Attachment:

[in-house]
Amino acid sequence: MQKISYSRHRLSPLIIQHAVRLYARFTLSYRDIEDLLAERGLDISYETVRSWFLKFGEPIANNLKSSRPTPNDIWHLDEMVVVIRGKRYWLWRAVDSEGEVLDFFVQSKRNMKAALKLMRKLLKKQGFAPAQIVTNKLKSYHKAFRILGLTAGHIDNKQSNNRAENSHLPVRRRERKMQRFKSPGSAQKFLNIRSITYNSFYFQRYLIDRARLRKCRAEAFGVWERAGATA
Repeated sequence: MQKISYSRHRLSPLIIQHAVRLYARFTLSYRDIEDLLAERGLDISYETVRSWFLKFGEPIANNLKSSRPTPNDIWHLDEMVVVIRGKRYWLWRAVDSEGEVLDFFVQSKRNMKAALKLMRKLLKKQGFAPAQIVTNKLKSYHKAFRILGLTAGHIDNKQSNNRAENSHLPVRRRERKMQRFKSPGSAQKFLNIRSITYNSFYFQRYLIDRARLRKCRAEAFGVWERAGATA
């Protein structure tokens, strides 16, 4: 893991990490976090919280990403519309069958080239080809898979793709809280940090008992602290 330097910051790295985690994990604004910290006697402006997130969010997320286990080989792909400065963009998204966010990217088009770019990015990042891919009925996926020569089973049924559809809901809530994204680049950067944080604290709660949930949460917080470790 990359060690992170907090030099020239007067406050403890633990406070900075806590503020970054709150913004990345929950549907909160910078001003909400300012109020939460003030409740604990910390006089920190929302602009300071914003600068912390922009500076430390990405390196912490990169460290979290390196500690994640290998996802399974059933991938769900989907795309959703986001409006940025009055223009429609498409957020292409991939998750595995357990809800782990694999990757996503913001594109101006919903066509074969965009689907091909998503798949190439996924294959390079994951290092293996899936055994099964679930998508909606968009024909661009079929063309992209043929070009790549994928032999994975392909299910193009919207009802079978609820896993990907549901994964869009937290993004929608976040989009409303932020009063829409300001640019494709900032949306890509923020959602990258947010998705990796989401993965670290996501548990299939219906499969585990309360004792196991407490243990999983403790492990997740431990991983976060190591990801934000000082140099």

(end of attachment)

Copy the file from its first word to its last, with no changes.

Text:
[in-house]
Amino acid sequence: MQKISYSRHRLSPLIIQHAVRLYARFTLSYRDIEDLLAERGLDISYETVRSWFLKFGEPIANNLKSSRPTPNDIWHLDEMVVVIRGKRYWLWRAVDSEGEVLDFFVQSKRNMKAALKLMRKLLKKQGFAPAQIVTNKLKSYHKAFRILGLTAGHIDNKQSNNRAENSHLPVRRRERKMQRFKSPGSAQKFLNIRSITYNSFYFQRYLIDRARLRKCRAEAFGVWERAGATA
Repeated sequence: MQKISYSRHRLSPLIIQHAVRLYARFTLSYRDIEDLLAERGLDISYETVRSWFLKFGEPIANNLKSSRPTPNDIWHLDEMVVVIRGKRYWLWRAVDSEGEVLDFFVQSKRNMKAALKLMRKLLKKQGFAPAQIVTNKLKSYHKAFRILGLTAGHIDNKQSNNRAENSHLPVRRRERKMQRFKSPGSAQKFLNIRSITYNSFYFQRYLIDRARLRKCRAEAFGVWERAGATA
């Protein structure tokens, strides 16, 4: 893991990490976090919280990403519309069958080239080809898979793709809280940090008992602290 330097910051790295985690994990604004910290006697402006997130969010997320286990080989792909400065963009998204966010990217088009770019990015990042891919009925996926020569089973049924559809809901809530994204680049950067944080604290709660949930949460917080470790 990359060690992170907090030099020239007067406050403890633990406070900075806590503020970054709150913004990345929950549907909160910078001003909400300012109020939460003030409740604990910390006089920190929302602009300071914003600068912390922009500076430390990405390196912490990169460290979290390196500690994640290998996802399974059933991938769900989907795309959703986001409006940025009055223009429609498409957020292409991939998750595995357990809800782990694999990757996503913001594109101006919903066509074969965009689907091909998503798949190439996924294959390079994951290092293996899936055994099964679930998508909606968009024909661009079929063309992209043929070009790549994928032999994975392909299910193009919207009802079978609820896993990907549901994964869009937290993004929608976040989009409303932020009063829409300001640019494709900032949306890509923020959602990258947010998705990796989401993965670290996501548990299939219906499969585990309360004792196991407490243990999983403790492990997740431990991983976060190591990801934000000082140099």